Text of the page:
This study showed an increased incidence of nonunion (18.2%) and postsurgical cage migration (18.2%) in patients undergoing TLIF with biodegradable cages versus carbon fiber implants (0%) (p = 0.006 and 0.007, respectively).

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Frank J. Yuk, Jonathan J. Rasouli, Marc S. Arginteanu, Alfred A. Steinberger, Frank M. Moore, Kevin C. Yao, John M. Caridi and Yakov Gologorsky

OBJECTIVE

Rigid cervicothoracic kyphotic deformity (CTKD) remains a difficult pathology to treat, especially in the setting of prior cervical instrumentation and fusion. CTKD may result in chronic neck pain, difficulty maintaining horizontal gaze, and myelopathy. Prior studies have advocated for the use of C7 or T1 pedicle subtraction osteotomies (PSOs). However, these surgeries are fraught with danger and, most significantly, place the C7, C8, and/or T1 nerve roots at risk.

METHODS

The authors retrospectively reviewed their experience with performing T2 PSO for the correction of rigid CTKD. Demographics collected included age, sex, details of prior cervical surgery, and coexisting conditions. Perioperative variables included levels decompressed, levels instrumented, estimated blood loss, length of surgery, length of stay, complications from surgery, and length of follow-up. Radiographic measurements included C2–7 sagittal vertical axis (SVA) correction, and changes in the cervicothoracic Cobb angle, lumbar lordosis, and C2–S1 SVA.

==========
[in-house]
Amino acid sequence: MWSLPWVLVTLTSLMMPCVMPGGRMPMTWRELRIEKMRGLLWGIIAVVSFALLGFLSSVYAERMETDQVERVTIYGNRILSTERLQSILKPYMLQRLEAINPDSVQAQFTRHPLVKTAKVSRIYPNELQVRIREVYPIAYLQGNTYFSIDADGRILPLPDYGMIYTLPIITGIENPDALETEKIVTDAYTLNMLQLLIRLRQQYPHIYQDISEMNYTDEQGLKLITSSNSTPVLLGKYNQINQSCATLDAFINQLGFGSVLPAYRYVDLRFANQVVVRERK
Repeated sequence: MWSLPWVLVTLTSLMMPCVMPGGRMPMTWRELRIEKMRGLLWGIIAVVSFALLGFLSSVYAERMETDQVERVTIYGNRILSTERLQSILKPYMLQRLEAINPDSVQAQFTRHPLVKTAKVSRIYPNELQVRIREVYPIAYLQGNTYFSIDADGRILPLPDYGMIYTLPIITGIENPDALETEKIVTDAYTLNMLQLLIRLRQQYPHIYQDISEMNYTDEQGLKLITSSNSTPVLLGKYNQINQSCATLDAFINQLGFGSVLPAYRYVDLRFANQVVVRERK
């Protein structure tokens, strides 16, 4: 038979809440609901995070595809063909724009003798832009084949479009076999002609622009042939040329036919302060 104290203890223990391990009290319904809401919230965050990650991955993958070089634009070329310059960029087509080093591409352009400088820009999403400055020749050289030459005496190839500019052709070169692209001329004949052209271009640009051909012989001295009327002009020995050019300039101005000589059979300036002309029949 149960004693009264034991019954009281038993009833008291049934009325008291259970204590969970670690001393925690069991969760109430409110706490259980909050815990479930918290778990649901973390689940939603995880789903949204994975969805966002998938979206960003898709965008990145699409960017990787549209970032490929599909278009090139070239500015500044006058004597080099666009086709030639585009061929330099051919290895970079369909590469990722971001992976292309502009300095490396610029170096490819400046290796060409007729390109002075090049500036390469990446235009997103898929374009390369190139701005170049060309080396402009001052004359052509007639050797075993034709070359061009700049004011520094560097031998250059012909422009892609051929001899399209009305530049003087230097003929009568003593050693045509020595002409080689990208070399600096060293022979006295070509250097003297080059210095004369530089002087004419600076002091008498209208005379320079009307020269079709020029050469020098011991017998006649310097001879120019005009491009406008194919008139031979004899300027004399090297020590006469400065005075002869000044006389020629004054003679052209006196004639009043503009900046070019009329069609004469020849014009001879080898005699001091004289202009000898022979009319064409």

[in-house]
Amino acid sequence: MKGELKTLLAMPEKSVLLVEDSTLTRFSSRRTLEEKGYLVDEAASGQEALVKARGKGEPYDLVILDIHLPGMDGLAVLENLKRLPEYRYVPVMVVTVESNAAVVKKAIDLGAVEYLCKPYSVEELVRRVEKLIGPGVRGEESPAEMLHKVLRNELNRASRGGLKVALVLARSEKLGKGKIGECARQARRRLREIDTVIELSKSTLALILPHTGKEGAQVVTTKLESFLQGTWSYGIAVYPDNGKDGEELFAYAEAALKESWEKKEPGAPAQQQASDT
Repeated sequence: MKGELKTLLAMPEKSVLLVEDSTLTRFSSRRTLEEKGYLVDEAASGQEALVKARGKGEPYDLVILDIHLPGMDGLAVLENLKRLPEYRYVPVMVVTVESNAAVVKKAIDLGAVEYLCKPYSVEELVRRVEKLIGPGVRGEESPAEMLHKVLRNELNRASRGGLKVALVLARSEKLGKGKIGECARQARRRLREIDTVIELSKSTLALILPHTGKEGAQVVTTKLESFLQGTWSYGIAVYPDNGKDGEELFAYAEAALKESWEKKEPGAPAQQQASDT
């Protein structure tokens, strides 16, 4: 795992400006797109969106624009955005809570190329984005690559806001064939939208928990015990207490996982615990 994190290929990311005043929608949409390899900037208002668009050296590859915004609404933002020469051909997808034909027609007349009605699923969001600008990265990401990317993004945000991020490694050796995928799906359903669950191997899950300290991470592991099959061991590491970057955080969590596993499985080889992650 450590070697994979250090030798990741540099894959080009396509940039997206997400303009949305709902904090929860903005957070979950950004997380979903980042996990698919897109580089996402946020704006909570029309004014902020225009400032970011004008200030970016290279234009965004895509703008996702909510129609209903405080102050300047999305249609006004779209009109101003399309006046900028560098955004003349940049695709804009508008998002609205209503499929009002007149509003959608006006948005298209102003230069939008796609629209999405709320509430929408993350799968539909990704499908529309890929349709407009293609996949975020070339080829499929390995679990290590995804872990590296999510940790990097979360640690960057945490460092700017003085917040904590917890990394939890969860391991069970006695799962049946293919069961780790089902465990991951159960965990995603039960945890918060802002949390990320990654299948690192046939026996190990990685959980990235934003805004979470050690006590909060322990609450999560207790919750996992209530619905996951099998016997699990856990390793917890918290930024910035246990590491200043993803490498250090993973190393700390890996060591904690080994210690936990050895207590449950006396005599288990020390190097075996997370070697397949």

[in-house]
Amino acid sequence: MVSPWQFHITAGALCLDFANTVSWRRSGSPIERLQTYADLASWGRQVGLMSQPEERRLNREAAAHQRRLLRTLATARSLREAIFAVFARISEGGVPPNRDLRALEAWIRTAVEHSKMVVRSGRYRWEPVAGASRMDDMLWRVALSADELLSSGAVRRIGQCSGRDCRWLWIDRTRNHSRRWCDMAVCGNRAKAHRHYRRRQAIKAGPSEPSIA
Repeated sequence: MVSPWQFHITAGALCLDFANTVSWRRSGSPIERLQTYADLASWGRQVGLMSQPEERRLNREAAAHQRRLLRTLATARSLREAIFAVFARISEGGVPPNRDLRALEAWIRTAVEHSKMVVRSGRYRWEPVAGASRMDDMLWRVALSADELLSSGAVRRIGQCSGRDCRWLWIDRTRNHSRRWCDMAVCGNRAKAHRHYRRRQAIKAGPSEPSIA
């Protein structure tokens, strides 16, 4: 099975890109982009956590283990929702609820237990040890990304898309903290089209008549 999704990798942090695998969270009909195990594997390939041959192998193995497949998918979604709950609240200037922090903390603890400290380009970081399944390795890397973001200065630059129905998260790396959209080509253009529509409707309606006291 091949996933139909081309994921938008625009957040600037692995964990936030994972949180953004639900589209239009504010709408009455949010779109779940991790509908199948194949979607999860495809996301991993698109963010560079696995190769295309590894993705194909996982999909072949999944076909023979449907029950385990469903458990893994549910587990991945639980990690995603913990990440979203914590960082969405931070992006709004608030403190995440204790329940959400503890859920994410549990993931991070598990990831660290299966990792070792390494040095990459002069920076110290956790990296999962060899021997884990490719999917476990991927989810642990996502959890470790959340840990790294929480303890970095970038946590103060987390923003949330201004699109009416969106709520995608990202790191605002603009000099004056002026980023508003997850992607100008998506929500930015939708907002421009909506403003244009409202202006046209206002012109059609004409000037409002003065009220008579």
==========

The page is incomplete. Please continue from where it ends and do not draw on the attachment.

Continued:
RESULTS

Four male patients were identified (age range 55–72 years). Three patients had undergone prior posterior cervical laminectomy and instrumented fusion and developed postsurgical kyphosis. All patients underwent T2 PSO: 2 patients received instrumentation at C2–T4, and 2 patients received instrumentation at C2–T5. The median C2–7 SVA correction was 3.85 cm (range 2.9–5.3 cm). The sagittal Cobb angle correction ranged from 27.8° to 37.6°. Notably, there were no neurological complications.